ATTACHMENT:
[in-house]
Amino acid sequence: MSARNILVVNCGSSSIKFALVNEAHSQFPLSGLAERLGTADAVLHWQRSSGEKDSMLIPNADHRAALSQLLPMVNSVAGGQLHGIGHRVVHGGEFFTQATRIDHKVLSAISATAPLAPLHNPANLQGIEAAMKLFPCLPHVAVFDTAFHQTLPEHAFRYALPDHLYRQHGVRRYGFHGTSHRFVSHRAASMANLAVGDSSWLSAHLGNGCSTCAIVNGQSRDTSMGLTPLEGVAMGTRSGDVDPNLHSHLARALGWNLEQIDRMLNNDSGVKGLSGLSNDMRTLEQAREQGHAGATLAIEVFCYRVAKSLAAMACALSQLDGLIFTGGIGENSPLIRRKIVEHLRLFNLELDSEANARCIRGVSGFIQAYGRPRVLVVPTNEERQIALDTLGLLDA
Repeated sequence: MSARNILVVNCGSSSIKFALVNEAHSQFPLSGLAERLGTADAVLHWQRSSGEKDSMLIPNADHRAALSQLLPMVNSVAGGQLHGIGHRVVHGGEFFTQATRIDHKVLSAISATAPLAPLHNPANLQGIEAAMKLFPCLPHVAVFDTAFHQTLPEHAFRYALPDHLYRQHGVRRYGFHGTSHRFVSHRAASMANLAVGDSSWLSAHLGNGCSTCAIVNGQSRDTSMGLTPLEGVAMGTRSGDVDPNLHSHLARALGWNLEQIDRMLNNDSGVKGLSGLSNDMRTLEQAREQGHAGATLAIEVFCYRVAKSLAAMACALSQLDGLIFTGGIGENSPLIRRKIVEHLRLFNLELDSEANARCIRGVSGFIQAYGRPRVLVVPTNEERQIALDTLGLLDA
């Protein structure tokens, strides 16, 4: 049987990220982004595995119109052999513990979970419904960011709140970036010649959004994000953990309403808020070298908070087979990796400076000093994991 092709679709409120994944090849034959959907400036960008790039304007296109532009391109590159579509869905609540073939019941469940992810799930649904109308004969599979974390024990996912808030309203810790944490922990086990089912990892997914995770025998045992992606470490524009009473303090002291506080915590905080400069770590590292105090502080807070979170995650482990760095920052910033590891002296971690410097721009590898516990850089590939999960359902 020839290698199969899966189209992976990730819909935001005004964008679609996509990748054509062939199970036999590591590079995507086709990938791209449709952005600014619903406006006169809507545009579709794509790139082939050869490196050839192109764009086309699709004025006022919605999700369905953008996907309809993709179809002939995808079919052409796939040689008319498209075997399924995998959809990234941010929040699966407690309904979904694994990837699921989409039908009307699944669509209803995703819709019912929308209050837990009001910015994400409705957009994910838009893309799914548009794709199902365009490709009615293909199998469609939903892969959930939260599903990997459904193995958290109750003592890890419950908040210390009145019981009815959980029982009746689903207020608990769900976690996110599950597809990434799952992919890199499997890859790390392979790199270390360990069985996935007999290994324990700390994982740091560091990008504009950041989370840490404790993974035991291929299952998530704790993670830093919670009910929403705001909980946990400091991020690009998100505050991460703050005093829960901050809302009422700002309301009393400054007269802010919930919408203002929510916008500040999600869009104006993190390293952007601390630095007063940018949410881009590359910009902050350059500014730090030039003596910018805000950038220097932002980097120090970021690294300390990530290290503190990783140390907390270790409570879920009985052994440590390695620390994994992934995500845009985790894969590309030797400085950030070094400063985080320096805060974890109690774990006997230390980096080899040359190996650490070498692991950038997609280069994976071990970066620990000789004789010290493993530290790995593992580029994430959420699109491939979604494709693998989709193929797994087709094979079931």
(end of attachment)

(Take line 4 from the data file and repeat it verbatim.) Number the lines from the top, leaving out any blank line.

């Protein structure tokens, strides 16, 4: 049987990220982004595995119109052999513990979970419904960011709140970036010649959004994000953990309403808020070298908070087979990796400076000093994991 092709679709409120994944090849034959959907400036960008790039304007296109532009391109590159579509869905609540073939019941469940992810799930649904109308004969599979974390024990996912808030309203810790944490922990086990089912990892997914995770025998045992992606470490524009009473303090002291506080915590905080400069770590590292105090502080807070979170995650482990760095920052910033590891002296971690410097721009590898516990850089590939999960359902 020839290698199969899966189209992976990730819909935001005004964008679609996509990748054509062939199970036999590591590079995507086709990938791209449709952005600014619903406006006169809507545009579709794509790139082939050869490196050839192109764009086309699709004025006022919605999700369905953008996907309809993709179809002939995808079919052409796939040689008319498209075997399924995998959809990234941010929040699966407690309904979904694994990837699921989409039908009307699944669509209803995703819709019912929308209050837990009001910015994400409705957009994910838009893309799914548009794709199902365009490709009615293909199998469609939903892969959930939260599903990997459904193995958290109750003592890890419950908040210390009145019981009815959980029982009746689903207020608990769900976690996110599950597809990434799952992919890199499997890859790390392979790199270390360990069985996935007999290994324990700390994982740091560091990008504009950041989370840490404790993974035991291929299952998530704790993670830093919670009910929403705001909980946990400091991020690009998100505050991460703050005093829960901050809302009422700002309301009393400054007269802010919930919408203002929510916008500040999600869009104006993190390293952007601390630095007063940018949410881009590359910009902050350059500014730090030039003596910018805000950038220097932002980097120090970021690294300390990530290290503190990783140390907390270790409570879920009985052994440590390695620390994994992934995500845009985790894969590309030797400085950030070094400063985080320096805060974890109690774990006997230390980096080899040359190996650490070498692991950038997609280069994976071990970066620990000789004789010290493993530290790995593992580029994430959420699109491939979604494709693998989709193929797994087709094979079931």